Whether you want to achieve Inbox Zero or just want to delete a large amount of emails at once, this tip is for you.
There’s something Microsoft Outlook does better than Apple Mail (gasp!): It’ll allow you to customize and disable swipes on messages to archive them, delete them, flag them, and so on. In today’s Quick Tip, we’ll tell you how! And we may end up having to apologize to Apple for giving them a hard time.
Check out this video tip from Apple on working with multiple emails at a time on iPad. This is a new feature to me, and I bet for a lot of other people, too. The short version is that you can use the handle at the top of an email you’re writing to drag it down to the bottom of your screen, where it stays docked. That allows you to peruse your inbox. If you have just one docked email, tapping it brings it back up. If you have more than one, it gives you a Safari tab-like view to pick the one you want. It’s a nifty feature. Oh, and it works in portrait and landscape mode.
John Martellaro and the Maccast’s Adam Christianson join Jeff Gamet to look at ways to spot phishing emails, plus they discuss the conundrum of when to buy a new Apple Watch.
Scammers are crafting more sophisticated and realistic looking emails to trick you into handing over your credit card number so here are some tips to protect yourself.
You can combine a rule and a folder in iCloud Mail to emulate the smart mailboxes on macOS.
Apple Mail in High Sierra has a new “split view” when you’re reading messages in full-screen mode. It’s nice, we think! If you’re not a fan, though, we’re going to tell you how to turn it off in today’s Quick Tip.
Way back in 2014, Melissa Holt told us about how to export mailboxes to archive them out of Apple Mail, and in this article, she’s going to update us on a few changes in the process (and give us a caveat or two along the way)!
There are features for advanced users who may already have a PGP key set up, and beginners who just want it handled automatically.
If you’ve ever wondered why emails you send on your Mac aren’t syncing over to your iPhone or iPad, we’ve got a suggestion on how to fix it.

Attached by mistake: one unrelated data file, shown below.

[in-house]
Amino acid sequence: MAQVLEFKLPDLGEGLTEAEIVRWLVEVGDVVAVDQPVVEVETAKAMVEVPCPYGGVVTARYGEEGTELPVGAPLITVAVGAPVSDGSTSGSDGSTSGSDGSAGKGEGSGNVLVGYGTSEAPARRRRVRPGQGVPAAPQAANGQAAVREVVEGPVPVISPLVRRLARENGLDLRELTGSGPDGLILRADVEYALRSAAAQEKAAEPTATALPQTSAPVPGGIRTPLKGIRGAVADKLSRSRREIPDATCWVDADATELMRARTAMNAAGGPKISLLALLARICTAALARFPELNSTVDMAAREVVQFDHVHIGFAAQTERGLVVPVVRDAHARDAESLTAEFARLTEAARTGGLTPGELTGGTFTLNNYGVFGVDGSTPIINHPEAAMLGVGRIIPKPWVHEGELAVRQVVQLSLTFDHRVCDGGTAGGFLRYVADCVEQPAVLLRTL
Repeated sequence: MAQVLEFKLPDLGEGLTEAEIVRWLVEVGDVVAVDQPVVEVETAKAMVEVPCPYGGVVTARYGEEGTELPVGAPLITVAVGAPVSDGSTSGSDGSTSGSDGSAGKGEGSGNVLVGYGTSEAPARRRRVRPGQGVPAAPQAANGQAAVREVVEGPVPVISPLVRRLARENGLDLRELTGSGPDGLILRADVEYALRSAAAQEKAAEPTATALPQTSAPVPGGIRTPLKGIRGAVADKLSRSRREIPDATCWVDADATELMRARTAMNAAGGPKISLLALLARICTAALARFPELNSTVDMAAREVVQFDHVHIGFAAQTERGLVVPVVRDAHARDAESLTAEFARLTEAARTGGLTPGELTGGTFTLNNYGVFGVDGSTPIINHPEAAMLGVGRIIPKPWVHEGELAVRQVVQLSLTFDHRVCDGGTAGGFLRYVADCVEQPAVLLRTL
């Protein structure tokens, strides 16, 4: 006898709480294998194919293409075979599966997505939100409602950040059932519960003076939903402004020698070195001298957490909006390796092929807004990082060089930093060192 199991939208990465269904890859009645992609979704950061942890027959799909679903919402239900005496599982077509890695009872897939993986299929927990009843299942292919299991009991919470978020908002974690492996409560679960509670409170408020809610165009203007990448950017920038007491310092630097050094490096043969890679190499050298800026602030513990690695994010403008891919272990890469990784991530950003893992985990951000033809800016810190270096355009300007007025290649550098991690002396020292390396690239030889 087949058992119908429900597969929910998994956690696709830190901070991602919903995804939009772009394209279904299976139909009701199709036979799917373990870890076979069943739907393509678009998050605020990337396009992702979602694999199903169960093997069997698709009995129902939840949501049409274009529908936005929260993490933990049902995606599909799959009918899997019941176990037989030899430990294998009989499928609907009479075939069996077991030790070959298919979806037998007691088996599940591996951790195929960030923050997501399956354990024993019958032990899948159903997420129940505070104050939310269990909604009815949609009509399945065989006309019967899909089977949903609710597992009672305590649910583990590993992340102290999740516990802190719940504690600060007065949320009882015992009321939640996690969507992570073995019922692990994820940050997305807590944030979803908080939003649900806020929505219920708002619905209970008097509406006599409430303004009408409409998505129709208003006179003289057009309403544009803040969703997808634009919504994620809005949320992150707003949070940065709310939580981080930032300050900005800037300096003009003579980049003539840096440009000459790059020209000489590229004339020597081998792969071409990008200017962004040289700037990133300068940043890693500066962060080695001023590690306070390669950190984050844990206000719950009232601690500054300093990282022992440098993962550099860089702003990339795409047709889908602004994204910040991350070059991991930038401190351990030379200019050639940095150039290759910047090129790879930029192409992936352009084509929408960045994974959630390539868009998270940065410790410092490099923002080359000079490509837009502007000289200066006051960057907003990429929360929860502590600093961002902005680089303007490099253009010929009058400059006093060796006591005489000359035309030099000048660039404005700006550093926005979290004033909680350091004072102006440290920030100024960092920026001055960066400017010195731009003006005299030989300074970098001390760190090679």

The Outlook and Gmail email message management tool Boomerang has a new feature for its Mac users: Inbox Pause. The feature lets you temporarily pause incoming messages so you aren’t distracted while working, plus you can set a schedule for when email doesn’t come in and set messages to override pause times based on sender, keywords, and domains. You can download and try it for free at the Boomerang website.
If emails that you send to someone seem to be going to the wrong person (at least, according to Apple Mail), we’re here to help you troubleshoot that. The problem could be in your Contacts program. The problem could be in Mail. Let’s sort it all out!
Seeing threaded conversations in Mail on the Mac isn’t for everyone so Melissa Holt shows you how to disable the feature.
Emailing or messaging everyone in a Calendar event invitee list is easy if you follow Melissa Holt’s advice.
New features include the ability to schedule email delivery, request read receipts, and easily create calendar events from email messages.
This Quick Tip is about a special feature of Mail’s smart mailboxes that’ll let you view only messages you haven’t replied to—great for making sure you aren’t missing anything! Melissa Holt’s gonna give us the details in this article.
In this excerpt from Working Smarter for Mac Users, a new eBook by Bob “Dr. Mac” LeVitus, he says It takes time to read the subject line of a message, and it takes more time to open a message and scan its contents. So when you get mail from a commercial entity, a list, store, or group, you should ask yourself, “do I ever read these?” If the answer is “no,” or even “maybe,” look for the unsubscribe link (usually at or near the end of the message) and click it.
Email is usually pretty basic, but sometimes you’ll want to really dress up a message you’re composing. With stationery in Apple Mail, Jeff Butts has found that it’s easy to create a gorgeous email perfect for almost any occasion.
There are plenty of options for email software on macOS, and it’s easy to start using a new one. Unfortunately, that doesn’t change your default email client. Follow along with Jeff Butts as he shows how to change this, so you never have to worry about a mail link opening up the wrong app again.